With all the turmoil in our real estate market, it’s safe to say that the vast majority of people have taken a beating on their credit scores lately. Foreclosures, short sales, job loss, and piling bills have all led to problems for lots of good people who are now struggling. On top of that, banks are tightening the strings on their purses, making it ever more difficult for qualified borrowers to obtain a mortgage, let alone home buyers with troubled credit scores.
The reality is the higher one’s credit score, the more likely they will be able to get a loan in today’s market. The bonus of a higher score will be the potential to get a higher loan amount and maybe even a lower interest rate for the life of the loan which can lead to significant savings to you.
If you are serious about increasing your score, there’s no big secret to it – you just have to follow a step-by-step process and keep doing it. Don’t wait, start today!
1. Get your credit report and review it! You can do this for free by going to websites like AnnualCreditReport.com. This won’t get you your actual score, but it will allow you to see all your accounts and if there are any mistakes or errors that have been posted to your report. Oftentimes, balances are lower than what it shows, you may have paid off old debts that are still showing on the report and it’s even possible for accounts that don’t belong to you to be on your report and this could be lowering your score. Get them removed!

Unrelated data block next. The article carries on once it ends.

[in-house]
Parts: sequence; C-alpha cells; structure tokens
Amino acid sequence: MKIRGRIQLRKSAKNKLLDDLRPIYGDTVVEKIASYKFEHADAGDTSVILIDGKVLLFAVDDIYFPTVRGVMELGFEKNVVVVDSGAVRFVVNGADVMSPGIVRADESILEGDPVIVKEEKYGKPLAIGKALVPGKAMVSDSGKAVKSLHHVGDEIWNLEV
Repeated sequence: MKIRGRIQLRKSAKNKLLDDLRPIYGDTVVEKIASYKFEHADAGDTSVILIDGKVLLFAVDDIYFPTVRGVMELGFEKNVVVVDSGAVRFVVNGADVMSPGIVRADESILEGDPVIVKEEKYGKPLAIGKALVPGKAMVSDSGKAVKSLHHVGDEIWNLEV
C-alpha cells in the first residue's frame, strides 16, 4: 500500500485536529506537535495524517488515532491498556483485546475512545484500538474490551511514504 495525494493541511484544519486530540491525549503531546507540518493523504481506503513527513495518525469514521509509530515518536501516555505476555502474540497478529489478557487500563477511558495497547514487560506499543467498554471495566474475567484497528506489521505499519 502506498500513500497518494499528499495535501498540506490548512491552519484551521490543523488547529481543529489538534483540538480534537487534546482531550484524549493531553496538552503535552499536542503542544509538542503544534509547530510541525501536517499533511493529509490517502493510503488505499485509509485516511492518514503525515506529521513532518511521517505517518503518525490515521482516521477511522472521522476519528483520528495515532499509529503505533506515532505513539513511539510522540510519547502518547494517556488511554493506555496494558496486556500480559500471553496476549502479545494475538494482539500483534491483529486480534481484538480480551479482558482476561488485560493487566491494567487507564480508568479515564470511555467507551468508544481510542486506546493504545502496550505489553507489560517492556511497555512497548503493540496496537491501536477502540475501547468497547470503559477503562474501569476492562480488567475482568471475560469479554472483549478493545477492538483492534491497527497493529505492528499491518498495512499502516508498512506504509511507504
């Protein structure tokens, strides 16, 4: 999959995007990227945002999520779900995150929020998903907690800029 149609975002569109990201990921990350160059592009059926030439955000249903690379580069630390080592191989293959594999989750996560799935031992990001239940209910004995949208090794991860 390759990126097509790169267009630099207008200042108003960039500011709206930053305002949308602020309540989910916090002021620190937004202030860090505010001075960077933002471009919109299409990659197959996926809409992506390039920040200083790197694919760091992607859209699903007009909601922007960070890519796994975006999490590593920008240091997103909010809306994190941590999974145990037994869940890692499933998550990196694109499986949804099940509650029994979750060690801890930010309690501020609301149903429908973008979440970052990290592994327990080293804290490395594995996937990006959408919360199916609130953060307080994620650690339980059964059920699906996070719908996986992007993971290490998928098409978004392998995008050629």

2. FICO scores are a measure that shows that you have a history of responsibly using and managing and repaying your debt on an ongoing basis. So use your credit regularly – and make sure you pay your bill by the due date.
3. Your credit score can be increased by how much available credit you have (i.e. a $20,000 limit on a credit card, but you only use $3,000 a month on it). It’s a fine-line to walk to have a higher credit line- don’t overuse it. That can work against you.
4. Work toward paying down some debt. Your goal is a 36% debt-to-income ratio. This will help you get a mortgage and will increase your credit score if you can stay within that ratio.
5. Ideally you want 20-30% of your available credit overall to be used, and on any given account. Closing accounts makes it look like you’re closer to being maxed out, since your ‘available’ credit is now gone, which will work against you. To increase your credit score, (especially if you have one credit card with a high balance and other credit cards with zero or low balances) you may want to consider balance transfers to spread our your debt more evenly, aiming for 20-30% of the available credit on each card.
6. The final step is to have your mortgage broker pull your credit report. They can review it and if there are problems on the report they can actually submit a request directly to the credit bureaus to update that information and your score very quickly, often in just a few days.
Keep in mind this article is about increasing your credit score (not about being debt free). So be wise in your pursuit and make sure you are comfortable and in control of all your actions. Building good credit takes time and is a process. Be patient and take it one step at a time. One day you’ll look back and be very happy with what you’ve accomplished.